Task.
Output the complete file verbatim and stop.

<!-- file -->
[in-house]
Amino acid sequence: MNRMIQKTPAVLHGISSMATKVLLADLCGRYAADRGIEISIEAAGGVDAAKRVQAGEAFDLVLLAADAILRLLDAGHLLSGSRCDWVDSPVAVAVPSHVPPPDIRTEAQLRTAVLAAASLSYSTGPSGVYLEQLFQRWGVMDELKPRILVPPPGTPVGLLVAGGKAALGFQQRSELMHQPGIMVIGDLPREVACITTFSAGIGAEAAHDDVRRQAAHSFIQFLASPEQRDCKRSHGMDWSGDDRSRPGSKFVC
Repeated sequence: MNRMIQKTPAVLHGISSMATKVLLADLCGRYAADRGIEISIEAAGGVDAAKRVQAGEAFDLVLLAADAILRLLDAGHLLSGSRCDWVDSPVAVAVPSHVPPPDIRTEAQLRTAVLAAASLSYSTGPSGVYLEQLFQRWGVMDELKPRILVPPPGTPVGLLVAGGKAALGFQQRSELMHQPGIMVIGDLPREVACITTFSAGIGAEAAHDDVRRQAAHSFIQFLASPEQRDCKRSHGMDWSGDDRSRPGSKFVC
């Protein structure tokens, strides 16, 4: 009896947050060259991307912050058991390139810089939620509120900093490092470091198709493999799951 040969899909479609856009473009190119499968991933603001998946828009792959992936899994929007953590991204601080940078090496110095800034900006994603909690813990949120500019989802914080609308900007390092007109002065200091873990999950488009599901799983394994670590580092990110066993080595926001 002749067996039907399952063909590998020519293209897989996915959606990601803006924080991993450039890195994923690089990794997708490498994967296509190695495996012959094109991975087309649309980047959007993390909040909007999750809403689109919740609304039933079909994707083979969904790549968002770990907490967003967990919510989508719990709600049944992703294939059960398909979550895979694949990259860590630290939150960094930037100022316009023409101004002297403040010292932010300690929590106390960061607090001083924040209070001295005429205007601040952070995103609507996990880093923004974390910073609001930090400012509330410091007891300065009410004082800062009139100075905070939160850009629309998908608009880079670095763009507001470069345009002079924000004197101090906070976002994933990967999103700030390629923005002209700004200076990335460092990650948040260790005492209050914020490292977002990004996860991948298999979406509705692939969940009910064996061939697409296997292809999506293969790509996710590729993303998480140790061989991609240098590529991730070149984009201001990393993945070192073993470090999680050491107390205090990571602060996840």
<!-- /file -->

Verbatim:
[in-house]
Amino acid sequence: MNRMIQKTPAVLHGISSMATKVLLADLCGRYAADRGIEISIEAAGGVDAAKRVQAGEAFDLVLLAADAILRLLDAGHLLSGSRCDWVDSPVAVAVPSHVPPPDIRTEAQLRTAVLAAASLSYSTGPSGVYLEQLFQRWGVMDELKPRILVPPPGTPVGLLVAGGKAALGFQQRSELMHQPGIMVIGDLPREVACITTFSAGIGAEAAHDDVRRQAAHSFIQFLASPEQRDCKRSHGMDWSGDDRSRPGSKFVC
Repeated sequence: MNRMIQKTPAVLHGISSMATKVLLADLCGRYAADRGIEISIEAAGGVDAAKRVQAGEAFDLVLLAADAILRLLDAGHLLSGSRCDWVDSPVAVAVPSHVPPPDIRTEAQLRTAVLAAASLSYSTGPSGVYLEQLFQRWGVMDELKPRILVPPPGTPVGLLVAGGKAALGFQQRSELMHQPGIMVIGDLPREVACITTFSAGIGAEAAHDDVRRQAAHSFIQFLASPEQRDCKRSHGMDWSGDDRSRPGSKFVC
């Protein structure tokens, strides 16, 4: 009896947050060259991307912050058991390139810089939620509120900093490092470091198709493999799951 040969899909479609856009473009190119499968991933603001998946828009792959992936899994929007953590991204601080940078090496110095800034900006994603909690813990949120500019989802914080609308900007390092007109002065200091873990999950488009599901799983394994670590580092990110066993080595926001 002749067996039907399952063909590998020519293209897989996915959606990601803006924080991993450039890195994923690089990794997708490498994967296509190695495996012959094109991975087309649309980047959007993390909040909007999750809403689109919740609304039933079909994707083979969904790549968002770990907490967003967990919510989508719990709600049944992703294939059960398909979550895979694949990259860590630290939150960094930037100022316009023409101004002297403040010292932010300690929590106390960061607090001083924040209070001295005429205007601040952070995103609507996990880093923004974390910073609001930090400012509330410091007891300065009410004082800062009139100075905070939160850009629309998908608009880079670095763009507001470069345009002079924000004197101090906070976002994933990967999103700030390629923005002209700004200076990335460092990650948040260790005492209050914020490292977002990004996860991948298999979406509705692939969940009910064996061939697409296997292809999506293969790509996710590729993303998480140790061989991609240098590529991730070149984009201001990393993945070192073993470090999680050491107390205090990571602060996840």